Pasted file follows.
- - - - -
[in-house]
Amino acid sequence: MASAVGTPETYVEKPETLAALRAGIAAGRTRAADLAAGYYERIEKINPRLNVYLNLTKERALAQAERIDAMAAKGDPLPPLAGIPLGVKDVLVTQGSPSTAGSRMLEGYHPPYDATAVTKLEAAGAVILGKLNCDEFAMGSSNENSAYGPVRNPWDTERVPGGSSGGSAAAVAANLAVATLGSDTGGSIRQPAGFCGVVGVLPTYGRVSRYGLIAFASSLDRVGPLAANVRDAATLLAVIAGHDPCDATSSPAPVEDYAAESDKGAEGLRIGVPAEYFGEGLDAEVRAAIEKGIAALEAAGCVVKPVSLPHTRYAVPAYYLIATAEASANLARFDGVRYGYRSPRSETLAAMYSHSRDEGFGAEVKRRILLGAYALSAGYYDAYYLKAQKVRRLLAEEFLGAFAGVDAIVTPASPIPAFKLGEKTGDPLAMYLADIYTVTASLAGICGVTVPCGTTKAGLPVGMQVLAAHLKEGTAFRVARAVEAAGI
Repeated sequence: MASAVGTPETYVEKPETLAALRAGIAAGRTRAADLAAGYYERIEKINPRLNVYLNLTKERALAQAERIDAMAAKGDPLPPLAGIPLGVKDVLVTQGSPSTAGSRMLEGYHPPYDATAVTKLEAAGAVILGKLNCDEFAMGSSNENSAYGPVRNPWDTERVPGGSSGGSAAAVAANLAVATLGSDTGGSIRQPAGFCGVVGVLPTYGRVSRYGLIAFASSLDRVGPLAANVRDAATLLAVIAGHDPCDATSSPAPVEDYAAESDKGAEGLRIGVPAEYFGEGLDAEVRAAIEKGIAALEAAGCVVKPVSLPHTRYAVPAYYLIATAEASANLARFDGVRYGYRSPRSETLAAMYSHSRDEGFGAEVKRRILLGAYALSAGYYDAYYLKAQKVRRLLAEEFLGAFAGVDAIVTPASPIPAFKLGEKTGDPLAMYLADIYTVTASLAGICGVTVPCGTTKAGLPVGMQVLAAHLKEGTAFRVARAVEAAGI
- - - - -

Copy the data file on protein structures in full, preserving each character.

[in-house]
Amino acid sequence: MASAVGTPETYVEKPETLAALRAGIAAGRTRAADLAAGYYERIEKINPRLNVYLNLTKERALAQAERIDAMAAKGDPLPPLAGIPLGVKDVLVTQGSPSTAGSRMLEGYHPPYDATAVTKLEAAGAVILGKLNCDEFAMGSSNENSAYGPVRNPWDTERVPGGSSGGSAAAVAANLAVATLGSDTGGSIRQPAGFCGVVGVLPTYGRVSRYGLIAFASSLDRVGPLAANVRDAATLLAVIAGHDPCDATSSPAPVEDYAAESDKGAEGLRIGVPAEYFGEGLDAEVRAAIEKGIAALEAAGCVVKPVSLPHTRYAVPAYYLIATAEASANLARFDGVRYGYRSPRSETLAAMYSHSRDEGFGAEVKRRILLGAYALSAGYYDAYYLKAQKVRRLLAEEFLGAFAGVDAIVTPASPIPAFKLGEKTGDPLAMYLADIYTVTASLAGICGVTVPCGTTKAGLPVGMQVLAAHLKEGTAFRVARAVEAAGI
Repeated sequence: MASAVGTPETYVEKPETLAALRAGIAAGRTRAADLAAGYYERIEKINPRLNVYLNLTKERALAQAERIDAMAAKGDPLPPLAGIPLGVKDVLVTQGSPSTAGSRMLEGYHPPYDATAVTKLEAAGAVILGKLNCDEFAMGSSNENSAYGPVRNPWDTERVPGGSSGGSAAAVAANLAVATLGSDTGGSIRQPAGFCGVVGVLPTYGRVSRYGLIAFASSLDRVGPLAANVRDAATLLAVIAGHDPCDATSSPAPVEDYAAESDKGAEGLRIGVPAEYFGEGLDAEVRAAIEKGIAALEAAGCVVKPVSLPHTRYAVPAYYLIATAEASANLARFDGVRYGYRSPRSETLAAMYSHSRDEGFGAEVKRRILLGAYALSAGYYDAYYLKAQKVRRLLAEEFLGAFAGVDAIVTPASPIPAFKLGEKTGDPLAMYLADIYTVTASLAGICGVTVPCGTTKAGLPVGMQVLAAHLKEGTAFRVARAVEAAGI